The more you realize how dire this situation is, the more you want to scare the crap out of people. But you don’t want to scare people so much that they just throw their hands up and say, ‘Well, okay, there’s nothing we’re going to be able to do about this. So why should we make any sacrifices?’ You also don’t want every piece to be some really in-the-weeds science story that’s hard to sit through or comprehend.

As journalists, we have a responsibility to show that there are people working on really innovative ways to solve this crisis. And show that it’s up to us, whether or not we do some of these things and whether we make some of the changes that would be necessary.

KC: What are some of the stories you’ve reported as part of the network’s Eye on Earth: Our Plant in Peril?

BT: The first story we shot centers around a small school district in Batesville, Ark., where they put up a solar array on an unused field behind the school and ran the school on solar power. The district used the money they saved to increase teacher pay.

We all know teachers are underpaid, and we all know that we should be paying them more. But we were able to use the main subject of the school as a vehicle to tell the larger story about how the cost of solar panels has dropped dramatically in the last couple of decades, which makes this a technology easy to install and use. In many places across the country now, it will be cheaper than running your school district on coal.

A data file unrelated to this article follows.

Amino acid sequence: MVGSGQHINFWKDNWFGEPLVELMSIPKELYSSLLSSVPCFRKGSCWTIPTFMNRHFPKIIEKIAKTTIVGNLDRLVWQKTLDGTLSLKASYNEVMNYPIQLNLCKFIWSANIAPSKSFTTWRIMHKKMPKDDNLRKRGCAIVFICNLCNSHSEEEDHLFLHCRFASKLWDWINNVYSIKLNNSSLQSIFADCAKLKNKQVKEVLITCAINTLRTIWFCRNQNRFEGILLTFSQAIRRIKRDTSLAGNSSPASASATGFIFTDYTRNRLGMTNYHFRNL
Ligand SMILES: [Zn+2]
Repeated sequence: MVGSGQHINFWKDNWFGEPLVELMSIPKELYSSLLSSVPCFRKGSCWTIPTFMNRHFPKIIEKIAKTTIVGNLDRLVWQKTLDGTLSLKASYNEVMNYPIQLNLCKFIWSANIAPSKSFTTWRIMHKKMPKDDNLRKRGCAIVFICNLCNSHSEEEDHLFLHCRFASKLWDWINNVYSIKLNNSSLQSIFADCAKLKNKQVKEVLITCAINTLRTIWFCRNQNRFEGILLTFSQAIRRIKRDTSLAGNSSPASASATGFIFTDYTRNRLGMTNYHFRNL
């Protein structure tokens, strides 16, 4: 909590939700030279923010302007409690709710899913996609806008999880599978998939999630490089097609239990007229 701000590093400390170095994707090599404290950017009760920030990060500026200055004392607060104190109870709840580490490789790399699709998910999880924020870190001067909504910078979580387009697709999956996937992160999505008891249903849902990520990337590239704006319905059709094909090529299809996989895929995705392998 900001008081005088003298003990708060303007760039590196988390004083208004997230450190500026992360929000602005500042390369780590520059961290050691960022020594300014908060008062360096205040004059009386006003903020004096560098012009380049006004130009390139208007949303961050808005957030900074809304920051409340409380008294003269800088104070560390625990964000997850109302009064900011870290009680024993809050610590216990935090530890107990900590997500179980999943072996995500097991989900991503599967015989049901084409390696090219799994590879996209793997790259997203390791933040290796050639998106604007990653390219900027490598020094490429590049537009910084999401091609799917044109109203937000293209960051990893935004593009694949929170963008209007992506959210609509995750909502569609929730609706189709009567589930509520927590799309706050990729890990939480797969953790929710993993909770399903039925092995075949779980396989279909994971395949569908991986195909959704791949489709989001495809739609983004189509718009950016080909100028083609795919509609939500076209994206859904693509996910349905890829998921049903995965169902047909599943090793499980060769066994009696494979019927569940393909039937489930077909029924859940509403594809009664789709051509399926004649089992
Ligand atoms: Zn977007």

Another story we worked on focuses on offshore wind. We went out to the only offshore wind farm in the United States off the coast of Rhode Island and explained the huge opportunity that exists in the U.S. for renewable wind power that we’re not tapping into.

KC: What’s a typical day on the job for you?

I’m a very regimented person. I think it’s because I went to a military high school. I basically get up at 6:30 a.m. every day, depending on the day. On this beat, one day I might be sitting at home or in my office, researching stories and making phone calls to people. Other days, I’m on a boat in the Gulf of Maine or heading out to see giant wind turbines in Rhode Island.

What I love the most is being out in the field, seeing things I’ve never seen before and talking to people I would never normally meet. The great advantage of doing stories about the environment is that 95 percent of the time you’re outside. With COVID-19, that’s been really, really helpful. We’re able to do most of these shoots outside and get them approved.